House Democrats are moving ahead this week with debating key provisions of the $3.5 trillion tax and spending package. The House Ways and Means Committee has announced plans to take up the health care, paid leave and child care provisions Thursday and Friday. That would push its action on tax issues into next week.

House Education and Labor, which is writing the package’s child nutrition provisions, meets Thursday, and House Ag takes up its part of the bill on Friday. The House Natural Resources Committee meets Thursday to finish work on its portion, which includes funding for endangered species protection and the Civilian Climate Corps.

Meanwhile: The nation’s largest farm group, American Farm Bureau Federation, sent a letter to congressional leaders on Tuesday, saying the organization was"deeply concerned" about the cost of the package and potential tax increases as well as  "the limited ability for stakeholders to engage with lawmakers" on the bill.

The letter goes on, ”While Farm Bureau recognizes that there might be an opportunity to increase funding for voluntary, incentive-based climate and conservation programs, agricultural research and other important farm policy programs, this should be done in a transparent and bipartisan fashion.”

For more on the reconciliation package, plus our 2021 CEO compensation report, be sure and read this week’s Agri-Pulse newsletter.

Survey indicates increase in cover crop use

Cover crops may be gaining in popularity among producers, according to the monthly Ag Economy Barometer survey conducted by Purdue University and the CME Group.

Nearly-two thirds of the 400 producers surveyed in August said that they currently use or have used cover crops in the past. And of the respondents currently using them, 47% began planting cover crops within the last five years. 

Take note: Ten percent of farmers who plant cover crops said they did so in part because of carbon sequestration contracts.

US beef exports had a record-high JulyCover cropping

U.S. beef exports in July were valued at $939 million, a record-level for the month and a 45% increase from the same month last year, according to the U.S. Meat Export Federation. Volume was strong too. The U.S. exported 122,743 metric tons. That’s a 14% increase from July of 2020, although not a record level.

“Beef exports were really outstanding in July, especially with COVID-related challenges still impacting global foodservice as well as persistent obstacles in shipping and logistics,” said USMEF President and CEO Dan Halstrom. “Retail demand continues to be tremendous, as evidenced by the new beef value record.”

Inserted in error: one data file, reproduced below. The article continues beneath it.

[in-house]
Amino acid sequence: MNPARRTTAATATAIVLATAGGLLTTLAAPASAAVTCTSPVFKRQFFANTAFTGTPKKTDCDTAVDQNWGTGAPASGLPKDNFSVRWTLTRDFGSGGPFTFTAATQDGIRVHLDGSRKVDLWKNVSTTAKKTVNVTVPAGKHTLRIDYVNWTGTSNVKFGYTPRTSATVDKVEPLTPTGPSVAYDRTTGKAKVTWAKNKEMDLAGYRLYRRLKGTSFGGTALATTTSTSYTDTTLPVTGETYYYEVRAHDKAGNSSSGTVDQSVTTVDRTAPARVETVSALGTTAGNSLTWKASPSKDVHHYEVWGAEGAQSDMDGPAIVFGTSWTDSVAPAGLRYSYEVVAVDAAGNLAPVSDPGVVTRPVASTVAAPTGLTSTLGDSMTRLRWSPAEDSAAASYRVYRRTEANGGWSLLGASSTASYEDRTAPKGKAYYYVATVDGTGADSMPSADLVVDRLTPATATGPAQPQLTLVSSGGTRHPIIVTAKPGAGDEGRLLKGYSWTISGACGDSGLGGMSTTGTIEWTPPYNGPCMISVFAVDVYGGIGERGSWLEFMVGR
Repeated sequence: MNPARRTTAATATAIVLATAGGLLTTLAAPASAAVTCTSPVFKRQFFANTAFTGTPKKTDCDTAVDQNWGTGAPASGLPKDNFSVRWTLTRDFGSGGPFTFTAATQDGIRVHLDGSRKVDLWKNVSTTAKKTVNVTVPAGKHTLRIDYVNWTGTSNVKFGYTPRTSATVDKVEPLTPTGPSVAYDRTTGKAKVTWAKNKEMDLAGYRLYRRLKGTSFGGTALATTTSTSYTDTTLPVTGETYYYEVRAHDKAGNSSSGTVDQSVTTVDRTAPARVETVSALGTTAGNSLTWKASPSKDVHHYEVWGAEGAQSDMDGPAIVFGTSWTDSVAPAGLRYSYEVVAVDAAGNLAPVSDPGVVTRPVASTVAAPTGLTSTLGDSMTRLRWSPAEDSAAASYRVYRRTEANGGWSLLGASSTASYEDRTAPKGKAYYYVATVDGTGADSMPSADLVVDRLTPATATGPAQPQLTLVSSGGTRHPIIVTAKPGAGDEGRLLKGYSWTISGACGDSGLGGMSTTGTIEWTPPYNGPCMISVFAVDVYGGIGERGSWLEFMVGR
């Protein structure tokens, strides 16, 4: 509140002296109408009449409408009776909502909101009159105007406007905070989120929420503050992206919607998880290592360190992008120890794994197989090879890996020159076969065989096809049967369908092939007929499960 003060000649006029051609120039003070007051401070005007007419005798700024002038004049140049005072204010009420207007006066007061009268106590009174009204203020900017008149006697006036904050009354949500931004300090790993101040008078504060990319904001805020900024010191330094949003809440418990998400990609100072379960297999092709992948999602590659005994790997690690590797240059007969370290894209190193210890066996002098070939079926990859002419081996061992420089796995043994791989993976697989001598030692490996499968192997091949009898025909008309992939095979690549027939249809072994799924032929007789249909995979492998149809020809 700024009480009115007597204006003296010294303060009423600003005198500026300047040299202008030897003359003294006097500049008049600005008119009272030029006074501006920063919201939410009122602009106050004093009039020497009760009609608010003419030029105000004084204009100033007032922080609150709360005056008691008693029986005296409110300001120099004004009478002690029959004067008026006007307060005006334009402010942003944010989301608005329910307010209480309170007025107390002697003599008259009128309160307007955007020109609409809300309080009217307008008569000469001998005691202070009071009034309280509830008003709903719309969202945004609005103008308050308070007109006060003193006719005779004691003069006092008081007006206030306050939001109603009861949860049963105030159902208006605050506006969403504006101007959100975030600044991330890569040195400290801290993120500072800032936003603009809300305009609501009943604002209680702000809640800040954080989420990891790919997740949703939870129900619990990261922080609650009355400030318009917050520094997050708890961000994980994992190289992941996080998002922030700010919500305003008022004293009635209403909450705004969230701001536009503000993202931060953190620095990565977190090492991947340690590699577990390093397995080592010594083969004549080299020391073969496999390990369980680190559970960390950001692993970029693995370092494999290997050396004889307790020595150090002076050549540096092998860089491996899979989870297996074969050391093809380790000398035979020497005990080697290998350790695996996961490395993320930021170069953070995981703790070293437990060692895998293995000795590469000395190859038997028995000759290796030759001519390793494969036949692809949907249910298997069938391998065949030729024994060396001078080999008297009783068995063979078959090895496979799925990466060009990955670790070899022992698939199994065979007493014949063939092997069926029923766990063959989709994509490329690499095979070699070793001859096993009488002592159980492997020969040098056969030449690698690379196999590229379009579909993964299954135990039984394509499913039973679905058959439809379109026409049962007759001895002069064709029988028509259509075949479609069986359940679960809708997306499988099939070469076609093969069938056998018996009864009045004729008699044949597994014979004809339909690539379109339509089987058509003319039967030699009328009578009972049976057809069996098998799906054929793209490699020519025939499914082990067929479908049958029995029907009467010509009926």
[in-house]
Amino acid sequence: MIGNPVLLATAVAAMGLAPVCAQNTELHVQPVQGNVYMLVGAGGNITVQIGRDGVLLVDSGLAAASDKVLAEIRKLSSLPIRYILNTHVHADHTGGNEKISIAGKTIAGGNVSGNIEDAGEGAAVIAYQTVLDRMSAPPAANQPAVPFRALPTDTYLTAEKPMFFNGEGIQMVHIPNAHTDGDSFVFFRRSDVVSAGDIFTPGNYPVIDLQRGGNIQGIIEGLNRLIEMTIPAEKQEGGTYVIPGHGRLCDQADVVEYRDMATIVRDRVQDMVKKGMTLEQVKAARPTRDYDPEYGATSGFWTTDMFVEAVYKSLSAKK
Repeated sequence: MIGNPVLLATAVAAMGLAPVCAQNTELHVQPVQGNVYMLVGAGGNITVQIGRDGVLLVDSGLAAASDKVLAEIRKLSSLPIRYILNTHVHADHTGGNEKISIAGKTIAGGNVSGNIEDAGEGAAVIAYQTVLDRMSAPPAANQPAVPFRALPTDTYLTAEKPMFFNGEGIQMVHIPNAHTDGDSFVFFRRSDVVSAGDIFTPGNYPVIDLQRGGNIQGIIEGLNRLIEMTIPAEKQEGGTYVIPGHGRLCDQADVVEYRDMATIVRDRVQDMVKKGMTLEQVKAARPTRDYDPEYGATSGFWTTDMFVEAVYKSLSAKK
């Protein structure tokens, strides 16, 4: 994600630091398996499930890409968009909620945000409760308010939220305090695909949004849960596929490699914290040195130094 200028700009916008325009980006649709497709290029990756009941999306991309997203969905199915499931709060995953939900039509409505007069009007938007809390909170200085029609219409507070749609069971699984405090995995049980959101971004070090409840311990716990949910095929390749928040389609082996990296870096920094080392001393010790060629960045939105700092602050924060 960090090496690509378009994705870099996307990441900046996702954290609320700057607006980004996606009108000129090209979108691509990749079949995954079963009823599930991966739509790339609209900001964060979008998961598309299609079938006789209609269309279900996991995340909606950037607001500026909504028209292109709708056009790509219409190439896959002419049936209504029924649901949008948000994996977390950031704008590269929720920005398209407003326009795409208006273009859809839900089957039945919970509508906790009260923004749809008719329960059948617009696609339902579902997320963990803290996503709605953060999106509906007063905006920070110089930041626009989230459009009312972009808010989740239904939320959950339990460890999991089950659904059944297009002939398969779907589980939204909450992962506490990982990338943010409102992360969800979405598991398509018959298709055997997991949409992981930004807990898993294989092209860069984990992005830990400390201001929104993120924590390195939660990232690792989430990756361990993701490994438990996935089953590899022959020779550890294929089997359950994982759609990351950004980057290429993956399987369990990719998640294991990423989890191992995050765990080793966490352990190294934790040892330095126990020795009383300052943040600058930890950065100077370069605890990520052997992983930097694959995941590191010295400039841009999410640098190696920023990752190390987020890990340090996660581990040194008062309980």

The U.S. exported $225 million worth of beef to Japan in July, a 21% increase from July of last year. The volume, said USMEF, was steady at 28,549 tons and noteworthy because of “ongoing restrictions in the restaurant sector.” 

House Ag chair welcomes farm worker Covid aid

Help is on the way to farm and food industry workers. USDA’s new $700 million Farm and Food Workers grant program will compensate workers for living expenses as well as personal protective gear expenses they incurred because of the pandemic.

“While many of us were staying home, these folks assumed personal risk, going to work to ensure a stable food supply for our nation,” said House Agriculture Chairman David Scott, D-Ga.

Take note: USDA is also expected to make a separate announcement regarding $700 million in grants for processors, distributors, farmers markets, producers, and the seafood industry “in the very very near term,” Ag Secretary Tom Vilsack told reporters Tuesday.

Dems to EPA, Corps: Dump Trump waters rule

Six Democrats on the Senate Environment and Public Works Committee are calling on the

Biden administration to move quickly to kill the Trump administration’s Navigable Waters Protection Rule.

EPW Chairman Tom Carper of Delaware joined Democrats Alex Padilla of California, Jeff Merkley of Oregon, Ed Markey of Massachusetts and Ben Cardin of Maryland, and Independent Bernie Sanders of Vermont, want the EPA and Army Corps of Engineers to swiftly follow up on an Aug. 30 order from a federal judge vacating the Trump rule.

“We also urge  the  agencies  to narrowly  tailor  their  removal  of  the  NWPR  in order  to restore safeguards  for  those  waters  that  have  been protected since  the  1980s,” they said in the letter to EPA and the Corps.

EPA and the Corps have said they will issue a “foundational rule” restoring regulations defining “waters of the U.S.” in the Clean Water Act “that were in place for decades until 2015, with updates to be consistent with relevant Supreme Court decisions. A separate, second rulemaking process would refine this regulatory foundation and establish an updated and durable definition of ‘waters of the United States.’ ”

Nigeria makes big purchase of HRW from U.S.

Nigeria, a steady buyer of U.S. wheat, has made an unusually large purchase of hard red winter wheat, according to a USDA export sale announcement for 327,300 metric tons in the 2021-22 marketing year.

The sale pushes total sales to Nigeria in the current marketing year to “more than 1 million metric tons which includes HRW, SRW and hard white wheat classes,” says a spokesman for the U.S. Wheat Associates.

Nigerian millers have been buying U.S. wheat early in the 2021-22 marketing year to try to get ahead of rising prices, the spokesman said. So far, purchases are up by 26% in the first three months, compared to 2020-21.

He said it. “I think that reconciliation is going to take all the oxygen out of Washington.” - Sen. Chuck Grassley, R-Iowa, responding to a question about prospects for agricultural legislative priorities when the Senate returns next Monday.

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